The most explosive offense in the NFL has called Kansas City home for a while now, as no team has scored more touchdowns (196) or tallied more yards (21,783) than the Chiefs over the last four seasons.
The primary driver behind those numbers has been the big passing play – exemplified by the Chiefs' league-most 45 touchdowns on passing plays of 25+ yards since 2018 – but as defenses continue to evolve, it's largely been the short game that's fueled the Chiefs' offensive success in 2021.
"I think we learned a little bit about it at the end of last year. We had to throw the ball short, drive the length of the field and trust that guys like [wide receiver] Tyreek [Hill] would make plays once they caught the ball," said quarterback Patrick Mahomes. "With this offensive line and how well they can run-block – plus with [tailback] Clyde [Edwards-Helaire] running the football – it'll just be another step in the right direction for us to be the best offense that we can possibly be."
That altered defensive approach has certainly been on display lately, as the Los Angeles Chargers and Philadelphia Eagles deployed conservative defenses that protected against the big play and blitzed a total of 12 times combined. Both teams were determined to not get beat over the top, but the Chiefs' response should concern those that attempt a similar strategy.
In fact, over the last two weeks, the Chiefs have tallied the most first downs in the NFL and nine more than second place. They've found the end zone nine times in that span, and while Kansas City ultimately fell to the Chargers, it wasn't because they couldn't move the football. The Chiefs uncharacteristically committed four turnovers against Los Angeles – three of which occurred in Chargers' territory – but when they've hung onto the football, good things have happened. It was just one week later, after all, that Kansas City finished six of their seven possessions with touchdowns against Philadelphia.
The Chiefs are still averaging 6.5 yards-per-play over the last two weeks, too, and perhaps the key component to that offensive success against these conservative defenses has been the running game. Kansas City has racked up 386 rushing yards over the last two weeks – the third-most in the NFL – behind the Chiefs' new look offensive line that continues to improve every week.
"It's been a combination of scheme, all of us being on the same page and executing our fundamentals at a high level. Sunday was just a taste of what we could do," said left tackle Orlando Brown Jr. "We still weren't spot on with some things, but we were able to make some good things happen in the running game. Hopefully, we can continue to build on that."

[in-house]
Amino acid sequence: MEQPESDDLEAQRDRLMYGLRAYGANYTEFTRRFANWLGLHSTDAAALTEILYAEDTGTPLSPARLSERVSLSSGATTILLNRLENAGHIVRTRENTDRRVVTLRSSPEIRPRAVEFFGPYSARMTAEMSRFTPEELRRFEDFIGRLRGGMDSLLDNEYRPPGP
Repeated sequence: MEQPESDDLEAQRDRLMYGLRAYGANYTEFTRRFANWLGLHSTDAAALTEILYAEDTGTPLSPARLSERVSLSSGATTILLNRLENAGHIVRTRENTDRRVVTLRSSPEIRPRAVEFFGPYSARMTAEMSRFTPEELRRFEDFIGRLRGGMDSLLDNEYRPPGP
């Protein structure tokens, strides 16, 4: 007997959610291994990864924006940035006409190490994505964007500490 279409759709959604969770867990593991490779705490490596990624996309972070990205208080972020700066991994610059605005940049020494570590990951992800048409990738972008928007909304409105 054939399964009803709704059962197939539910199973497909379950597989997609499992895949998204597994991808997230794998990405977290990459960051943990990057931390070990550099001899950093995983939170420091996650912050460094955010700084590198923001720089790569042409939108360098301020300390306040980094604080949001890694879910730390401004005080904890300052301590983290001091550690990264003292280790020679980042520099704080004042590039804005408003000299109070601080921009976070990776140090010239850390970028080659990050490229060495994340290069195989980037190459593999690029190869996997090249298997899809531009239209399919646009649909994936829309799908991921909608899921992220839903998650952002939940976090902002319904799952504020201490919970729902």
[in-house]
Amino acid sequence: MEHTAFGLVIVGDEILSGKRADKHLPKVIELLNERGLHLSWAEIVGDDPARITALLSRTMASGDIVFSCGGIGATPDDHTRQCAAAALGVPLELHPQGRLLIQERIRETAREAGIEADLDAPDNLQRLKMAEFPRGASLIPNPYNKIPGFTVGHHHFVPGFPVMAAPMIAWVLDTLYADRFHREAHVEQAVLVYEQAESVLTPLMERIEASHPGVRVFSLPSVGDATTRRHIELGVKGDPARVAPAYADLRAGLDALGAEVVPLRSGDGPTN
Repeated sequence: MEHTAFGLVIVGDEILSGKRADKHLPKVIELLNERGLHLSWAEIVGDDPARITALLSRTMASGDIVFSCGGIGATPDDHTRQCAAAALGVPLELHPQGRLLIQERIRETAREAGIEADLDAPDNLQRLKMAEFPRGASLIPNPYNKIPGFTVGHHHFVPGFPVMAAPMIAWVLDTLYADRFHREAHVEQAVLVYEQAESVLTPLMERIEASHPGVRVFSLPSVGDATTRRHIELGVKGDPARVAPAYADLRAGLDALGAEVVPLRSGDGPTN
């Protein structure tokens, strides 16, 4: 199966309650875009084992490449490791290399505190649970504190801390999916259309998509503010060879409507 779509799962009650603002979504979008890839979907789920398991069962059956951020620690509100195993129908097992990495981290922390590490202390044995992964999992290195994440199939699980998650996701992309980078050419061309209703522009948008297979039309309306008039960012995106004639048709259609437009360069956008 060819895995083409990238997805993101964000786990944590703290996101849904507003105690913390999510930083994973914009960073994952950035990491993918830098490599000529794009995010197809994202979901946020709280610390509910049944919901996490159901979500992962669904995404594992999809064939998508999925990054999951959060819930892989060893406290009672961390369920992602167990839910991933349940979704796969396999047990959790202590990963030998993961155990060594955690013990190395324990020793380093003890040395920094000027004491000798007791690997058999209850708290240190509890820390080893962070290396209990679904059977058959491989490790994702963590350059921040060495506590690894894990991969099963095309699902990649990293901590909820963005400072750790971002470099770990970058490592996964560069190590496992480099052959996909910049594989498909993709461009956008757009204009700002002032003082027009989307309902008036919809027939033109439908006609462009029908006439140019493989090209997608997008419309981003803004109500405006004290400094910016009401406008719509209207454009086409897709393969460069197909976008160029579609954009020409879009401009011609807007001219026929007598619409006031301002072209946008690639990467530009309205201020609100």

The interior of the offensive line, in particular, has been outstanding. Among players to take the field for at least 80 percent of snaps, Pro Football Focus currently ranks Creed Humphrey as the No. 2 center in the league while guards Joe Thuney (No. 6) and Trey Smith (No. 7) each rank in the top 10 at their position. Additionally, despite facing some of the top pass-rushers in the league to open the season, Brown and fellow tackle Lucas Niang have combined to yield only two sacks.
The group has consistently gotten better every week as they continue to work together for the first time, and it's impressed Mahomes.
"I think we're getting better and better every week. We'll continue to get better as the season goes on, but I think they're taking steps in the right direction," Mahomes said. "They're not making the same mistakes, and I'm finding the right pockets to step up into."
Third down has also been an area in which Kansas City has thrived, allowing the Chiefs to maintain drives against conservative defensive schemes. They're converting 64.1 percent of third down chances, which is the highest rate through Week 4 for any team in the NFL since 1991. Furthermore, when facing third down and needing no more than six yards, Kansas City has converted 21-of-22 chances.
It's all helped the Chiefs move the football seemingly at will, just in a completely different way, and it should open the deep passing game back up as defenses have to respect what Kansas City can do underneath.
"It's definitely different than what I would have done in the past, but you have to do it. You have to take the stuff underneath and drive the ball down the field," Mahomes said. "But I never want to lose that edge of attacking, so hopefully, as we continue to show that we can do that and that we can run the football, it'll open up the deep passing game."